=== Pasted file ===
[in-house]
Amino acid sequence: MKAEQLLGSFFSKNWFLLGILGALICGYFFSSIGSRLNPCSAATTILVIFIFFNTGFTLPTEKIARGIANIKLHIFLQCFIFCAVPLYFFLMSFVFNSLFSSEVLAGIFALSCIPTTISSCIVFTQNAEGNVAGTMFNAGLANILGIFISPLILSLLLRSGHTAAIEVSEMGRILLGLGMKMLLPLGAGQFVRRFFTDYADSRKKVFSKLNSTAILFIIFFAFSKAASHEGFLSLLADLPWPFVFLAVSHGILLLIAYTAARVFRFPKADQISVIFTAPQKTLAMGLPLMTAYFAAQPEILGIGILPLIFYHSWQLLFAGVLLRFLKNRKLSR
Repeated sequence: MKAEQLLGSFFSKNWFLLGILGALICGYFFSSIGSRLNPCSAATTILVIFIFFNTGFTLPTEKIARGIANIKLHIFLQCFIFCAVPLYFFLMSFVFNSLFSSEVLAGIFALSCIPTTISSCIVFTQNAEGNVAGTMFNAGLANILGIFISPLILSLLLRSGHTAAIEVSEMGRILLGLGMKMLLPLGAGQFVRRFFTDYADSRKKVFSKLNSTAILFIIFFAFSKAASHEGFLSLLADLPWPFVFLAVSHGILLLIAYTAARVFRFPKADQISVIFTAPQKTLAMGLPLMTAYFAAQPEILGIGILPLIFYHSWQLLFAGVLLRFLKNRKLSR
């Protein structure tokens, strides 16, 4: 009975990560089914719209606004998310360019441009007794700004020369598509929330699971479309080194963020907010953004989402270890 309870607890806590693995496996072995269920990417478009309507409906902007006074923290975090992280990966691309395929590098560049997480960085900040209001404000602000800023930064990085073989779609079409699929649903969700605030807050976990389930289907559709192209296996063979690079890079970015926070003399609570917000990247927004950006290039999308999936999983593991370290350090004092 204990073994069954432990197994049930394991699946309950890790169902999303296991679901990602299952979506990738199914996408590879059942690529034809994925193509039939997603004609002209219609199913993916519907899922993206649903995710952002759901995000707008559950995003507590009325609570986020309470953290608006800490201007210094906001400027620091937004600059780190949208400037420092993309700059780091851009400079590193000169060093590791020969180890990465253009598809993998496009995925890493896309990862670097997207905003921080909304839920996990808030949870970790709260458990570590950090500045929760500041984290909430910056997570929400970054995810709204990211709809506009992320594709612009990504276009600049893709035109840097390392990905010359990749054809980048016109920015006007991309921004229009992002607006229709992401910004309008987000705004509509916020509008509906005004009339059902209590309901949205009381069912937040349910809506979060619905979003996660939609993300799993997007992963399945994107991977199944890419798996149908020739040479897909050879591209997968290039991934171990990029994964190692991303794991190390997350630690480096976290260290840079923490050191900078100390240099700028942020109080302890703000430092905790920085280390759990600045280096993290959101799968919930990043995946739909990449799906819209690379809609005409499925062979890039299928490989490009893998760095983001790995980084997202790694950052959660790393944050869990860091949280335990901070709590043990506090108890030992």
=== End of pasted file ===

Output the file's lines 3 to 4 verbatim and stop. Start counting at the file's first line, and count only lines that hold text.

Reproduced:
Repeated sequence: MKAEQLLGSFFSKNWFLLGILGALICGYFFSSIGSRLNPCSAATTILVIFIFFNTGFTLPTEKIARGIANIKLHIFLQCFIFCAVPLYFFLMSFVFNSLFSSEVLAGIFALSCIPTTISSCIVFTQNAEGNVAGTMFNAGLANILGIFISPLILSLLLRSGHTAAIEVSEMGRILLGLGMKMLLPLGAGQFVRRFFTDYADSRKKVFSKLNSTAILFIIFFAFSKAASHEGFLSLLADLPWPFVFLAVSHGILLLIAYTAARVFRFPKADQISVIFTAPQKTLAMGLPLMTAYFAAQPEILGIGILPLIFYHSWQLLFAGVLLRFLKNRKLSR
């Protein structure tokens, strides 16, 4: 009975990560089914719209606004998310360019441009007794700004020369598509929330699971479309080194963020907010953004989402270890 309870607890806590693995496996072995269920990417478009309507409906902007006074923290975090992280990966691309395929590098560049997480960085900040209001404000602000800023930064990085073989779609079409699929649903969700605030807050976990389930289907559709192209296996063979690079890079970015926070003399609570917000990247927004950006290039999308999936999983593991370290350090004092 204990073994069954432990197994049930394991699946309950890790169902999303296991679901990602299952979506990738199914996408590879059942690529034809994925193509039939997603004609002209219609199913993916519907899922993206649903995710952002759901995000707008559950995003507590009325609570986020309470953290608006800490201007210094906001400027620091937004600059780190949208400037420092993309700059780091851009400079590193000169060093590791020969180890990465253009598809993998496009995925890493896309990862670097997207905003921080909304839920996990808030949870970790709260458990570590950090500045929760500041984290909430910056997570929400970054995810709204990211709809506009992320594709612009990504276009600049893709035109840097390392990905010359990749054809980048016109920015006007991309921004229009992002607006229709992401910004309008987000705004509509916020509008509906005004009339059902209590309901949205009381069912937040349910809506979060619905979003996660939609993300799993997007992963399945994107991977199944890419798996149908020739040479897909050879591209997968290039991934171990990029994964190692991303794991190390997350630690480096976290260290840079923490050191900078100390240099700028942020109080302890703000430092905790920085280390759990600045280096993290959101799968919930990043995946739909990449799906819209690379809609005409499925062979890039299928490989490009893998760095983001790995980084997202790694950052959660790393944050869990860091949280335990901070709590043990506090108890030992």